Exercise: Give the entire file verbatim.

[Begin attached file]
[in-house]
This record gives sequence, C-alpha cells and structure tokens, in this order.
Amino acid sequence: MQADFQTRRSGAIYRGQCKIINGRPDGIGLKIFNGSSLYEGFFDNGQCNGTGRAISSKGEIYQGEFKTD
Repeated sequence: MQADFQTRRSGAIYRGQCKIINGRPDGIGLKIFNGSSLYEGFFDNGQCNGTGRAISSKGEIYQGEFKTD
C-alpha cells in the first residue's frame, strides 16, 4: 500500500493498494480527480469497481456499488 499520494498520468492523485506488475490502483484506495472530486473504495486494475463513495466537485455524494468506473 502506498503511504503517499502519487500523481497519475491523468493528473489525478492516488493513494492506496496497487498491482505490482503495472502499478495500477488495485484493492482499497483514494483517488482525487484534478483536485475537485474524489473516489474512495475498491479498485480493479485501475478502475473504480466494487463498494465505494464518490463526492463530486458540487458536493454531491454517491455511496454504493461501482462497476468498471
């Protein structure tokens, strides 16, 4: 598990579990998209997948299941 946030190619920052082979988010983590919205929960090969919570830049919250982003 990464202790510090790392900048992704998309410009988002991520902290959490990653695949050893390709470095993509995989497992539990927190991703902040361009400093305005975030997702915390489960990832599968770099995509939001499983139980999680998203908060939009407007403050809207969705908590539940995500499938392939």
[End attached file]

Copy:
[in-house]
This record gives sequence, C-alpha cells and structure tokens, in this order.
Amino acid sequence: MQADFQTRRSGAIYRGQCKIINGRPDGIGLKIFNGSSLYEGFFDNGQCNGTGRAISSKGEIYQGEFKTD
Repeated sequence: MQADFQTRRSGAIYRGQCKIINGRPDGIGLKIFNGSSLYEGFFDNGQCNGTGRAISSKGEIYQGEFKTD
C-alpha cells in the first residue's frame, strides 16, 4: 500500500493498494480527480469497481456499488 499520494498520468492523485506488475490502483484506495472530486473504495486494475463513495466537485455524494468506473 502506498503511504503517499502519487500523481497519475491523468493528473489525478492516488493513494492506496496497487498491482505490482503495472502499478495500477488495485484493492482499497483514494483517488482525487484534478483536485475537485474524489473516489474512495475498491479498485480493479485501475478502475473504480466494487463498494465505494464518490463526492463530486458540487458536493454531491454517491455511496454504493461501482462497476468498471
């Protein structure tokens, strides 16, 4: 598990579990998209997948299941 946030190619920052082979988010983590919205929960090969919570830049919250982003 990464202790510090790392900048992704998309410009988002991520902290959490990653695949050893390709470095993509995989497992539990927190991703902040361009400093305005975030997702915390489960990832599968770099995509939001499983139980999680998203908060939009407007403050809207969705908590539940995500499938392939």